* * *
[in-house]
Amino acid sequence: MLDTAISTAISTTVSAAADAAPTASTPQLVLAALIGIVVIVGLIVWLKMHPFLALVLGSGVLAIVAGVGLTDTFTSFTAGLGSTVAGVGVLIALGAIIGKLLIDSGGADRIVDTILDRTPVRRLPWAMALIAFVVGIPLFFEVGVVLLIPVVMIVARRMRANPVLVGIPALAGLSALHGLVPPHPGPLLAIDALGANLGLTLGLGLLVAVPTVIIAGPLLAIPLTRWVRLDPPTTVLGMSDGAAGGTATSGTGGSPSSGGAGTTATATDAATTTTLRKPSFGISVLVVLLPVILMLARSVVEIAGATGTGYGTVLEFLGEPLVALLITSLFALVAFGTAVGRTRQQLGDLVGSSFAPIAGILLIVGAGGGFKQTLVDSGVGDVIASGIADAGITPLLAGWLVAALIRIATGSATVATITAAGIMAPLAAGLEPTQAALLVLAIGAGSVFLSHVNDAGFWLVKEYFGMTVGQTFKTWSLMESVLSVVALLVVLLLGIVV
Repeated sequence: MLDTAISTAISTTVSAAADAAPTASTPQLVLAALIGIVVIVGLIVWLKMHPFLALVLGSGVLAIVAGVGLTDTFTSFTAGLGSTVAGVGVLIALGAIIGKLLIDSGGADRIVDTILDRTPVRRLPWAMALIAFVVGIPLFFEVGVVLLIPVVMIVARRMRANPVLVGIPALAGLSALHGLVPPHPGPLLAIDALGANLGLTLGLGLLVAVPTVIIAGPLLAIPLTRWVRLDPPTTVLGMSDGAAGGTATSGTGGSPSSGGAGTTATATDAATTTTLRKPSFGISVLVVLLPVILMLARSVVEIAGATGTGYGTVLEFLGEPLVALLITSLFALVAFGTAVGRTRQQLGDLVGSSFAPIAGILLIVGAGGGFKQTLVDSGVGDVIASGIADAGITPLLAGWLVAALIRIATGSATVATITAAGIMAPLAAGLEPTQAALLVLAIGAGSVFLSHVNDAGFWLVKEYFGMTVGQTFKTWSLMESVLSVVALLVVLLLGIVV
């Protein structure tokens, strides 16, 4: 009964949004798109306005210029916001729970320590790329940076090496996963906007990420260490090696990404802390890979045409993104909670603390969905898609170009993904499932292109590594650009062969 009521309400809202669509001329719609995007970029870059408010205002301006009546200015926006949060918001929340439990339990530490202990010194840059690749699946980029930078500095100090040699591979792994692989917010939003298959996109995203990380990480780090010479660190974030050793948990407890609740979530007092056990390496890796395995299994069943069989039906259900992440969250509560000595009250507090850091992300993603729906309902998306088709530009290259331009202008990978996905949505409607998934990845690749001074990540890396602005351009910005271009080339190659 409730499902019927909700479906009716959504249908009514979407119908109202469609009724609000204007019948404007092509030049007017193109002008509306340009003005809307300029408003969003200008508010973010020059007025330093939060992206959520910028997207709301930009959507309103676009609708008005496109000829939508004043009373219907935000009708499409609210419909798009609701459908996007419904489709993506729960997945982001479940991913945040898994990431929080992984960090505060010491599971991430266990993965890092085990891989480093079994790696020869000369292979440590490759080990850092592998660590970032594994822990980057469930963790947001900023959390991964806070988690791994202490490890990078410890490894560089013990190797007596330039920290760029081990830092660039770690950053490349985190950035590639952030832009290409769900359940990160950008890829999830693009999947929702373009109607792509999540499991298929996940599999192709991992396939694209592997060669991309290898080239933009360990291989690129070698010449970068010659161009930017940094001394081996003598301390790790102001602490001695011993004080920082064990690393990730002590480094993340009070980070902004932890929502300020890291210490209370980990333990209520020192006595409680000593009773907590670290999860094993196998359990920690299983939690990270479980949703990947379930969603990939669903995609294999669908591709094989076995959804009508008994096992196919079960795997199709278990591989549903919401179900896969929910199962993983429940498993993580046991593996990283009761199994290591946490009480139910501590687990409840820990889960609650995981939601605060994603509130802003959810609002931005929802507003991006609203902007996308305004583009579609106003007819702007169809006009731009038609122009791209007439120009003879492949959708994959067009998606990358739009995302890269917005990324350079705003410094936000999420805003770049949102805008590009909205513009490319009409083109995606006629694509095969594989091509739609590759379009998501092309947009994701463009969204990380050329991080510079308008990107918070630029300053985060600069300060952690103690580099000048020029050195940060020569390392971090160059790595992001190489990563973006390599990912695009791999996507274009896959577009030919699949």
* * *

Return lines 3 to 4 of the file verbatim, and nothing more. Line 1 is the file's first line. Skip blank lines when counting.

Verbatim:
Repeated sequence: MLDTAISTAISTTVSAAADAAPTASTPQLVLAALIGIVVIVGLIVWLKMHPFLALVLGSGVLAIVAGVGLTDTFTSFTAGLGSTVAGVGVLIALGAIIGKLLIDSGGADRIVDTILDRTPVRRLPWAMALIAFVVGIPLFFEVGVVLLIPVVMIVARRMRANPVLVGIPALAGLSALHGLVPPHPGPLLAIDALGANLGLTLGLGLLVAVPTVIIAGPLLAIPLTRWVRLDPPTTVLGMSDGAAGGTATSGTGGSPSSGGAGTTATATDAATTTTLRKPSFGISVLVVLLPVILMLARSVVEIAGATGTGYGTVLEFLGEPLVALLITSLFALVAFGTAVGRTRQQLGDLVGSSFAPIAGILLIVGAGGGFKQTLVDSGVGDVIASGIADAGITPLLAGWLVAALIRIATGSATVATITAAGIMAPLAAGLEPTQAALLVLAIGAGSVFLSHVNDAGFWLVKEYFGMTVGQTFKTWSLMESVLSVVALLVVLLLGIVV
């Protein structure tokens, strides 16, 4: 009964949004798109306005210029916001729970320590790329940076090496996963906007990420260490090696990404802390890979045409993104909670603390969905898609170009993904499932292109590594650009062969 009521309400809202669509001329719609995007970029870059408010205002301006009546200015926006949060918001929340439990339990530490202990010194840059690749699946980029930078500095100090040699591979792994692989917010939003298959996109995203990380990480780090010479660190974030050793948990407890609740979530007092056990390496890796395995299994069943069989039906259900992440969250509560000595009250507090850091992300993603729906309902998306088709530009290259331009202008990978996905949505409607998934990845690749001074990540890396602005351009910005271009080339190659 409730499902019927909700479906009716959504249908009514979407119908109202469609009724609000204007019948404007092509030049007017193109002008509306340009003005809307300029408003969003200008508010973010020059007025330093939060992206959520910028997207709301930009959507309103676009609708008005496109000829939508004043009373219907935000009708499409609210419909798009609701459908996007419904489709993506729960997945982001479940991913945040898994990431929080992984960090505060010491599971991430266990993965890092085990891989480093079994790696020869000369292979440590490759080990850092592998660590970032594994822990980057469930963790947001900023959390991964806070988690791994202490490890990078410890490894560089013990190797007596330039920290760029081990830092660039770690950053490349985190950035590639952030832009290409769900359940990160950008890829999830693009999947929702373009109607792509999540499991298929996940599999192709991992396939694209592997060669991309290898080239933009360990291989690129070698010449970068010659161009930017940094001394081996003598301390790790102001602490001695011993004080920082064990690393990730002590480094993340009070980070902004932890929502300020890291210490209370980990333990209520020192006595409680000593009773907590670290999860094993196998359990920690299983939690990270479980949703990947379930969603990939669903995609294999669908591709094989076995959804009508008994096992196919079960795997199709278990591989549903919401179900896969929910199962993983429940498993993580046991593996990283009761199994290591946490009480139910501590687990409840820990889960609650995981939601605060994603509130802003959810609002931005929802507003991006609203902007996308305004583009579609106003007819702007169809006009731009038609122009791209007439120009003879492949959708994959067009998606990358739009995302890269917005990324350079705003410094936000999420805003770049949102805008590009909205513009490319009409083109995606006629694509095969594989091509739609590759379009998501092309947009994701463009969204990380050329991080510079308008990107918070630029300053985060600069300060952690103690580099000048020029050195940060020569390392971090160059790595992001190489990563973006390599990912695009791999996507274009896959577009030919699949």